Removing so many animals from any one population places the species at an unnecessary and significant risk. Over the last few years, the Canadian government has raised the annual seal hunt quotas to the highest levels in history, killing almost a million seals in just a three year period. The Total Allowable Catch quota for seals was 85,000 animals higher in 2006 than the “sustainable yield” estimated by Canadian government scientists.

The history of wildlife conservation shows that when large mammals like seals have a price placed on their heads – or hides – the end result is almost always overexploitation. To ensure that wild populations are not put at risk by human activity, a precautionary approach is needed. Yet the DFO management plan does not adequately account for either scientific or environmental uncertainty.

A recent scientific study released by IFAW also shows that in nine of the past eleven years, average ice coverage has fallen to well below levels seen over the last 37 years. This lack of stable ice is negatively impacting the harp seal population, which requires sea ice for pupping and nursing its young.

The Canadian government has indicated that it is dedicated to taking ‘real action’ on global warming. Why do they not start by ending the unsustainable and unnecessary hunt for harp seals?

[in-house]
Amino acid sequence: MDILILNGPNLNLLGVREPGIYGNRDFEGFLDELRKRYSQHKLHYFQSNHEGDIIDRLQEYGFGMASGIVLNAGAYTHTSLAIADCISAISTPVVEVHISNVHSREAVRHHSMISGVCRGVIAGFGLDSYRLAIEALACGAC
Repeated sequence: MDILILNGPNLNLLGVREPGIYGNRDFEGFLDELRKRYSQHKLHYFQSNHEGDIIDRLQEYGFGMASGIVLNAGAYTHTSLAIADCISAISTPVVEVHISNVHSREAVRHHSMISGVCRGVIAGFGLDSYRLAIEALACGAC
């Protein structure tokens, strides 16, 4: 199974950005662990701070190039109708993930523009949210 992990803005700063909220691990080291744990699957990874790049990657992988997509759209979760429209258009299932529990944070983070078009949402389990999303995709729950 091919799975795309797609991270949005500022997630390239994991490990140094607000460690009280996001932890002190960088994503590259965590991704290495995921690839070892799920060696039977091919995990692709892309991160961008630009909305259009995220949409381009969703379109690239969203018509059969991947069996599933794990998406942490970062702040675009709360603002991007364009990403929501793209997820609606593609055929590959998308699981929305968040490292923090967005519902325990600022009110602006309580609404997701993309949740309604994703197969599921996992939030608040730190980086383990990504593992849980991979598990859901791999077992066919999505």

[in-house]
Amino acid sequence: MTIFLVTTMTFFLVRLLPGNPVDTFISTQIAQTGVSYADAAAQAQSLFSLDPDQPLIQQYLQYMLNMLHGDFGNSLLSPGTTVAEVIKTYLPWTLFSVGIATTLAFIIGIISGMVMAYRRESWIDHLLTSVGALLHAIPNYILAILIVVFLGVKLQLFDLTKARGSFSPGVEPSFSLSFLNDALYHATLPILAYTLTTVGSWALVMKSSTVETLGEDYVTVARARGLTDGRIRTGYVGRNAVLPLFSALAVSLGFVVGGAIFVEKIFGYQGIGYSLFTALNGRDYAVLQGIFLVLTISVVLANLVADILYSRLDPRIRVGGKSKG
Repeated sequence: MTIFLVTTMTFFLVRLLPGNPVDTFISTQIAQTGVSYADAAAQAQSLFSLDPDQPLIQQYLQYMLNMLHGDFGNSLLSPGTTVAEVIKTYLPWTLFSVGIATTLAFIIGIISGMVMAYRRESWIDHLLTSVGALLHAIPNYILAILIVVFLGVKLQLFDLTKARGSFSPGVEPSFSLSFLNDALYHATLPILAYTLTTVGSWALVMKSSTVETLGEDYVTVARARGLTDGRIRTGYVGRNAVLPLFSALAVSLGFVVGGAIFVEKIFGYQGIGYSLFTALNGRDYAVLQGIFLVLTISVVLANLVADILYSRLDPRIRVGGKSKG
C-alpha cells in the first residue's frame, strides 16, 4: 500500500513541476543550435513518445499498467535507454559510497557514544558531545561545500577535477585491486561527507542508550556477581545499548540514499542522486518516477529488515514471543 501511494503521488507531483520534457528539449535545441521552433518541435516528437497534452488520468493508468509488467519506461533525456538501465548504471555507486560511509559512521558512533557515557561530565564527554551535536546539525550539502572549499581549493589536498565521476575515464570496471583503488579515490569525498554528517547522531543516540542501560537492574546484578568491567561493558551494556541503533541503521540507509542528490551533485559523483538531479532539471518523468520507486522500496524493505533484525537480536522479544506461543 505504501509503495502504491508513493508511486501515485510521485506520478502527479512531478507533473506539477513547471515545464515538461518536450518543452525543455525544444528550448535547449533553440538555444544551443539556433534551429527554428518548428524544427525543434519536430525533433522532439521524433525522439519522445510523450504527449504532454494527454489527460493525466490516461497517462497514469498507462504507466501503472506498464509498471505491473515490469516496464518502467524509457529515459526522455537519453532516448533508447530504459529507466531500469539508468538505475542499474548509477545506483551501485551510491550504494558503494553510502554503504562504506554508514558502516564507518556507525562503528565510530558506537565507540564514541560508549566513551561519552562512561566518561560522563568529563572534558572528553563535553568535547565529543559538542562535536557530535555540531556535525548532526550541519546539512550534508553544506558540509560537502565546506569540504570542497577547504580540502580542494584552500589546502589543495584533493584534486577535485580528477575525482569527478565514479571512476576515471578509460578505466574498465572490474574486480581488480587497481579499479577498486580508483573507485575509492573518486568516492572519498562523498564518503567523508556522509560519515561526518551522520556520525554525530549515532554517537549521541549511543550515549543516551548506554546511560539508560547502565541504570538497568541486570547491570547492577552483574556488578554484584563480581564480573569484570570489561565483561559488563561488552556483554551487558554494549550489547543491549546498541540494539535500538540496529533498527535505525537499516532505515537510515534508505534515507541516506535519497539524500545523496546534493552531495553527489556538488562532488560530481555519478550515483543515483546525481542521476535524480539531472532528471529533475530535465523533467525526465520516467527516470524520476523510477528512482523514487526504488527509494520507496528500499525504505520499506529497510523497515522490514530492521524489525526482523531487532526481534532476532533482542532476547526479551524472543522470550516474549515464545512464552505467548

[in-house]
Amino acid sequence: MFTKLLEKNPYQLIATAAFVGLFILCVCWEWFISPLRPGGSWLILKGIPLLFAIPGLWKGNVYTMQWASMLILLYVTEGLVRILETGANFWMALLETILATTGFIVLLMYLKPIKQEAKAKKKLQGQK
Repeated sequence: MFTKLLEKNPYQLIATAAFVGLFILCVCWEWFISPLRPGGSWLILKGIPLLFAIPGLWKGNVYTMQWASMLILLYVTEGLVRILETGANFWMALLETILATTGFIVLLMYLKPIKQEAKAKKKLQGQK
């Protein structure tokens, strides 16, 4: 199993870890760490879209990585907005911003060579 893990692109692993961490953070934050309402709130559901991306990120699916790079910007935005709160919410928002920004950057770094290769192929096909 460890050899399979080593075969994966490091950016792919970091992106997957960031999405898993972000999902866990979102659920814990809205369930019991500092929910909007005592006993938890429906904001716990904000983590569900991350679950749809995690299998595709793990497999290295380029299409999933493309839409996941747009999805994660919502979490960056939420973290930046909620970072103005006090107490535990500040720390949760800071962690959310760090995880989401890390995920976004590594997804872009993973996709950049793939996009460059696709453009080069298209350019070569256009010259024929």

Here are the top three myths told by Canada’s Department of Fisheries and Oceans (DFO) about the commercial seal hunt:

Myth #1: The seal hunt is humane.

All available evidence, including veterinary reports and independent observations, indicates that each year tens of thousands of seal pups die in an unacceptably cruel manner inconsistent with contemporary animal welfare standards.

Year after year, observers report abuses such as the hooking and dragging of live seals across the ice, seals clubbed or shot and left to suffer on the ice, and seals skinned while conscious. And while all recent veterinary reports recommend reducing the suffering of seals, their recommendations have not been fully implemented.

There is no doubt that Canada’s commercial seal hunt continues to result in considerable and unacceptable suffering.

Myth #2: The seal hunt is sustainable.

Seal catch quotas set by the Canadian government are much higher than government scientists’ estimates of what is sustainable, and these quotas are allowed to be exceeded. A recent study by IFAW scientists found that the current management approach risks depleting the harp seal herd by as much as 70% in the next 15 years.